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Florida toddler fighting polio-like disease in Jacksonville ICU, mom says

3-year-old Florida girl is being treated at a Jacksonville children's hospital for a polio-like virus that's been spreading in states across the country.

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Since Sunday, little Aamira has been in the Intensive Care Unit.

“It’s nerve-wracking. It’s stressful. She can’t understand. She can’t get out of bed and do things for herself,” said her mother, Reba Faircloth.

Faircloth said doctors believe her daughter has acute flaccid myelitis, or AFM.

It’s a rare paralyzing illness that health officials are investigating following a spike in cases mainly affecting children.

Doctors said the illness comes in clusters and more cases are expected in our area.“They told me it’s a polio-like strand, but it’s not per polio. It hit me hard,” Faircloth said.

Faircloth said her daughter started showing signs of some sort of illness Thursday and it only progressed.

By Sunday, Faircloth said, her once-energetic toddler couldn’t walk.

“It was just like how a baby learns to walk, and she collapsed and fell to the ground,” Faircloth said.

She said doctors have been running tests on the girl since then.

“They told me they have no per se cure or how to get rid of it, they are just going by books, and she had to get plasma infusions,” Faircloth said.

A doctor at the hospital said the illness affects the nervous system and can leave patients paralyzed.

“Some of the symptoms may slowly decrease, but often they are permanent or there is residual permanent damage,” said Jose Irazuzta, of Wolfson Children’s Hospital, who is also a professor of pediatrics at the University of Florida.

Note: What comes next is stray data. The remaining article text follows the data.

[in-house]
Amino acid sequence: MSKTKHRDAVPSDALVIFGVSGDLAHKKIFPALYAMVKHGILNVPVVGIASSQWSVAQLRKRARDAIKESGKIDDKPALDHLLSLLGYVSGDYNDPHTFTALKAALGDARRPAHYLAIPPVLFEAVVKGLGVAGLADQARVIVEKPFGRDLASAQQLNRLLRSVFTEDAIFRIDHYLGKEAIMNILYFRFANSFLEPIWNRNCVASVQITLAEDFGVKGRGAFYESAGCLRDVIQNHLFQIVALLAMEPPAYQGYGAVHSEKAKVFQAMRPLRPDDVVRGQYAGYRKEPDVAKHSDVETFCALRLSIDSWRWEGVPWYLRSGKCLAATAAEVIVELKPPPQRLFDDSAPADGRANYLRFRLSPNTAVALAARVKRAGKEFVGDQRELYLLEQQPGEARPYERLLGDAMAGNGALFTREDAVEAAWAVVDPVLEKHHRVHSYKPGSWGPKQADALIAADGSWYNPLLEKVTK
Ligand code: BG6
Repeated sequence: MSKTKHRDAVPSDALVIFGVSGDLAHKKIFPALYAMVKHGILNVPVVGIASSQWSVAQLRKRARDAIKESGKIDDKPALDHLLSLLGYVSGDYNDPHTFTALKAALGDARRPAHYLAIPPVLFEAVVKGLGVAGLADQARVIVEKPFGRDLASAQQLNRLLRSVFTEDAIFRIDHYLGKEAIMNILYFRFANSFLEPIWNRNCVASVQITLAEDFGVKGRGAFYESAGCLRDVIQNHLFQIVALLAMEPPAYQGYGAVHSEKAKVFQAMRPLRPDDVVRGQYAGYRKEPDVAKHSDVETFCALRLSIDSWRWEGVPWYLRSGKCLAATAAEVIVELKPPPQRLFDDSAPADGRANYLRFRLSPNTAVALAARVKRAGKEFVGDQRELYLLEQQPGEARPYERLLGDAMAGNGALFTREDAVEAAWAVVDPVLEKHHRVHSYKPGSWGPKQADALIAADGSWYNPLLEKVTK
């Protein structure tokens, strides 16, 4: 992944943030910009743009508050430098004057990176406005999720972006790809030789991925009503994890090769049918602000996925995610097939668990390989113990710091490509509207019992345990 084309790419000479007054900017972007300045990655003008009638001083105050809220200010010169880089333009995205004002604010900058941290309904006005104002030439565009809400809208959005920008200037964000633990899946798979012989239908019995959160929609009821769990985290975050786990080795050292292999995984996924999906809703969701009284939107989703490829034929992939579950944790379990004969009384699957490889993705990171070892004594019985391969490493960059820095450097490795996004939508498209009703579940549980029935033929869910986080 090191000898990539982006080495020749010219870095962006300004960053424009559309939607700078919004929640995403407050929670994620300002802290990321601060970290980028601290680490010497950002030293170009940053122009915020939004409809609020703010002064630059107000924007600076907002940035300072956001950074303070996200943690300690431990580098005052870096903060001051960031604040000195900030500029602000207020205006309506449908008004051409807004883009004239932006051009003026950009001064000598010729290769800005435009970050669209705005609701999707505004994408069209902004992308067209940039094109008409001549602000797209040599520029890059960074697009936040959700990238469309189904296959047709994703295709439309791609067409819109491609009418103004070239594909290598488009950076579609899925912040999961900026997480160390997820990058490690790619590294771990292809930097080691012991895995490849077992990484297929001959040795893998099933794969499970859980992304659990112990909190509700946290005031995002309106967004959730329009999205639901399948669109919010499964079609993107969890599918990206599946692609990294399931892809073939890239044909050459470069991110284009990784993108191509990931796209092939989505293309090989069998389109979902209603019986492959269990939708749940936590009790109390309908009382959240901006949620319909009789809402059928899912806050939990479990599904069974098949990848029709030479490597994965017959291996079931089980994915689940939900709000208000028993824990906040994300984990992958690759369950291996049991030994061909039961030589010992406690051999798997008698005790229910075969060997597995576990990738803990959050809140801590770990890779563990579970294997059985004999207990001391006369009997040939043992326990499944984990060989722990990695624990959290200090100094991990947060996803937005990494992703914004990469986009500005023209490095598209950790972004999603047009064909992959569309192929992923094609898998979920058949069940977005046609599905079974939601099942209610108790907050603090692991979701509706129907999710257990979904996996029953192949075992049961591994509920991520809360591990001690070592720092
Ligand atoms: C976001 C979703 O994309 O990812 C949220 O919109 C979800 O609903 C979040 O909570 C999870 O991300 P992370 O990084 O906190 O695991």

Faircloth now has a message for other parents: “If you start to see weakness and everything, go to the hospital,” she said.

Faircloth said her daughter could be in the hospital for up to three weeks.

Doctors said this disease usually affects young children and they are working with researchers to learn more about AFM to find a cure. 

Man in wheelchair dies after 100-foot tumble down escalator at Metro station in D.C.

A man in a wheelchair died Wednesday after he attempted to go up an escalator at a Metro station in Washington, D.C., authorities said. 

The man tried to go up an escalator around 1:30 p.m. at the Columbia Heights Metro Station, a Metro spokesman told NBC 4 in Washington. Security footage showed the man, whose name was not released Wednesday, initially tried to use the elevator.

“A review of camera footage revealed the man waited 10 to 15 seconds for the elevator, which was in service at the time, and then diverted to the escalator,” Metro spokeswoman Sherri Ly told The Washington Post

The footage showed that the man tried to steady his motorized chair by holding onto the handrails on either side of him, but the wheelchair tipped backward and fell on top of him, NBC 4 reported

While lightweight manual wheelchairs can weigh as little as 15 to 20 pounds, electric wheelchairs can weigh in excess of 200 pounds, depending on the weight of the motor and other components.